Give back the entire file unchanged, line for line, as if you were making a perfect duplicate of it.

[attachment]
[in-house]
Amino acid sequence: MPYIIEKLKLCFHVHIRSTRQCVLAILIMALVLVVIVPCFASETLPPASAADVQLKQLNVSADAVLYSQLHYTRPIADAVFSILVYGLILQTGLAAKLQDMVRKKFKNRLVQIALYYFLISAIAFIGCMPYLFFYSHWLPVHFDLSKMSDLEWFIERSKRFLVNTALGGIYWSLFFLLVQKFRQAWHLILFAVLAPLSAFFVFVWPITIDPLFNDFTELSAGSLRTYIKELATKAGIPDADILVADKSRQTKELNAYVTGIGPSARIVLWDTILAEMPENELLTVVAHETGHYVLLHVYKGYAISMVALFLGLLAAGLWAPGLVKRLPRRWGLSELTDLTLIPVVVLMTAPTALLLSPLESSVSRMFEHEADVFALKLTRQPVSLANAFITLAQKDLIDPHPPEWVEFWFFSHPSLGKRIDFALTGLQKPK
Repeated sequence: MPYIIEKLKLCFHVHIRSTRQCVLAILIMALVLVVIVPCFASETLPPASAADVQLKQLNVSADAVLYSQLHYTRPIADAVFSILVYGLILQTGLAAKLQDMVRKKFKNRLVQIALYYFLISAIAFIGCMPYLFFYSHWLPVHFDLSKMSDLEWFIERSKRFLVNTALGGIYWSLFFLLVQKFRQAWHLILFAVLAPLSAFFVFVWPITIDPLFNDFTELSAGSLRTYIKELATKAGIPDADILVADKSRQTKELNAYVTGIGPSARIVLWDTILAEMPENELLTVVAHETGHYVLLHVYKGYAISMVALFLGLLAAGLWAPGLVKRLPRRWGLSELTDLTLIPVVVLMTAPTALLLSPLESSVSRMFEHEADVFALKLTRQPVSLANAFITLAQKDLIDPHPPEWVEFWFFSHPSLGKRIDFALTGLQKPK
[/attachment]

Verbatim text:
[in-house]
Amino acid sequence: MPYIIEKLKLCFHVHIRSTRQCVLAILIMALVLVVIVPCFASETLPPASAADVQLKQLNVSADAVLYSQLHYTRPIADAVFSILVYGLILQTGLAAKLQDMVRKKFKNRLVQIALYYFLISAIAFIGCMPYLFFYSHWLPVHFDLSKMSDLEWFIERSKRFLVNTALGGIYWSLFFLLVQKFRQAWHLILFAVLAPLSAFFVFVWPITIDPLFNDFTELSAGSLRTYIKELATKAGIPDADILVADKSRQTKELNAYVTGIGPSARIVLWDTILAEMPENELLTVVAHETGHYVLLHVYKGYAISMVALFLGLLAAGLWAPGLVKRLPRRWGLSELTDLTLIPVVVLMTAPTALLLSPLESSVSRMFEHEADVFALKLTRQPVSLANAFITLAQKDLIDPHPPEWVEFWFFSHPSLGKRIDFALTGLQKPK
Repeated sequence: MPYIIEKLKLCFHVHIRSTRQCVLAILIMALVLVVIVPCFASETLPPASAADVQLKQLNVSADAVLYSQLHYTRPIADAVFSILVYGLILQTGLAAKLQDMVRKKFKNRLVQIALYYFLISAIAFIGCMPYLFFYSHWLPVHFDLSKMSDLEWFIERSKRFLVNTALGGIYWSLFFLLVQKFRQAWHLILFAVLAPLSAFFVFVWPITIDPLFNDFTELSAGSLRTYIKELATKAGIPDADILVADKSRQTKELNAYVTGIGPSARIVLWDTILAEMPENELLTVVAHETGHYVLLHVYKGYAISMVALFLGLLAAGLWAPGLVKRLPRRWGLSELTDLTLIPVVVLMTAPTALLLSPLESSVSRMFEHEADVFALKLTRQPVSLANAFITLAQKDLIDPHPPEWVEFWFFSHPSLGKRIDFALTGLQKPK